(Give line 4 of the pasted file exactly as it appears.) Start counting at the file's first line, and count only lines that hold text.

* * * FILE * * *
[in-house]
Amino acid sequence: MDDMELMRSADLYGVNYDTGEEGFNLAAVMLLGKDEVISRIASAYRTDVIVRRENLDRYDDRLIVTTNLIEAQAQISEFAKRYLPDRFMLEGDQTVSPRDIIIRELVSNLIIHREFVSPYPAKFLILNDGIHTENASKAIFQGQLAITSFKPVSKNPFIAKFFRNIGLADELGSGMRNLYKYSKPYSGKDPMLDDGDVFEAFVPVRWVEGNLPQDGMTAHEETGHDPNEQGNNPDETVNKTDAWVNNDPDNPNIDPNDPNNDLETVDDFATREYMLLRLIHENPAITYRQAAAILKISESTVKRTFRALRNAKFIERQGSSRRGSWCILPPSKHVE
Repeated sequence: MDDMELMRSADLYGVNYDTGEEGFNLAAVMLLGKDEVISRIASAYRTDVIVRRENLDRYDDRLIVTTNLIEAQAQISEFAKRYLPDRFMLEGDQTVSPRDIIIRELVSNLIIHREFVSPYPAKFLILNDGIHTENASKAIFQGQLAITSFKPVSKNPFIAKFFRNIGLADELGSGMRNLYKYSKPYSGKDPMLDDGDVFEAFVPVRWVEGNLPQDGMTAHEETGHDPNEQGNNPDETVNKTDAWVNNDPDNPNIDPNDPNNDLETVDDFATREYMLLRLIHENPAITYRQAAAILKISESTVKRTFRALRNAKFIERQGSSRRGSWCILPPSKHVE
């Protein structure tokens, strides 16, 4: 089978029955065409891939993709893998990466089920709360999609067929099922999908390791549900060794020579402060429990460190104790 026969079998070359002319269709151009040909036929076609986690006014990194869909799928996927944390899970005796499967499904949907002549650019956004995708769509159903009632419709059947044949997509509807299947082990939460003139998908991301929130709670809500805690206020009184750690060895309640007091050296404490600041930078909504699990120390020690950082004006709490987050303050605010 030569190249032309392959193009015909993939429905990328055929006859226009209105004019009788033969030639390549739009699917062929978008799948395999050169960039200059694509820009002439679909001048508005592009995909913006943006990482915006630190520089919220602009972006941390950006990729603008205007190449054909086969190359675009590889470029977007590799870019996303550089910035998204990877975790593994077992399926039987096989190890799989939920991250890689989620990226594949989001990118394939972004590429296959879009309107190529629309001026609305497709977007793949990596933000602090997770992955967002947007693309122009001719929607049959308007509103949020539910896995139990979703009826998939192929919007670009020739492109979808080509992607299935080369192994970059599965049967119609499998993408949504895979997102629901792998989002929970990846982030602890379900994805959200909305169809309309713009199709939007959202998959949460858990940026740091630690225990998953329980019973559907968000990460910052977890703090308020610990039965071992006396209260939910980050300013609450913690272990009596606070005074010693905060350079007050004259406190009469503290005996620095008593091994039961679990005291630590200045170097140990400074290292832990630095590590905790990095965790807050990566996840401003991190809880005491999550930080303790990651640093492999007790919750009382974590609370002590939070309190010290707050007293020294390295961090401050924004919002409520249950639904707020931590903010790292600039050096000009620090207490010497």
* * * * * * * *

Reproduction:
């Protein structure tokens, strides 16, 4: 089978029955065409891939993709893998990466089920709360999609067929099922999908390791549900060794020579402060429990460190104790 026969079998070359002319269709151009040909036929076609986690006014990194869909799928996927944390899970005796499967499904949907002549650019956004995708769509159903009632419709059947044949997509509807299947082990939460003139998908991301929130709670809500805690206020009184750690060895309640007091050296404490600041930078909504699990120390020690950082004006709490987050303050605010 030569190249032309392959193009015909993939429905990328055929006859226009209105004019009788033969030639390549739009699917062929978008799948395999050169960039200059694509820009002439679909001048508005592009995909913006943006990482915006630190520089919220602009972006941390950006990729603008205007190449054909086969190359675009590889470029977007590799870019996303550089910035998204990877975790593994077992399926039987096989190890799989939920991250890689989620990226594949989001990118394939972004590429296959879009309107190529629309001026609305497709977007793949990596933000602090997770992955967002947007693309122009001719929607049959308007509103949020539910896995139990979703009826998939192929919007670009020739492109979808080509992607299935080369192994970059599965049967119609499998993408949504895979997102629901792998989002929970990846982030602890379900994805959200909305169809309309713009199709939007959202998959949460858990940026740091630690225990998953329980019973559907968000990460910052977890703090308020610990039965071992006396209260939910980050300013609450913690272990009596606070005074010693905060350079007050004259406190009469503290005996620095008593091994039961679990005291630590200045170097140990400074290292832990630095590590905790990095965790807050990566996840401003991190809880005491999550930080303790990651640093492999007790919750009382974590609370002590939070309190010290707050007293020294390295961090401050924004919002409520249950639904707020931590903010790292600039050096000009620090207490010497």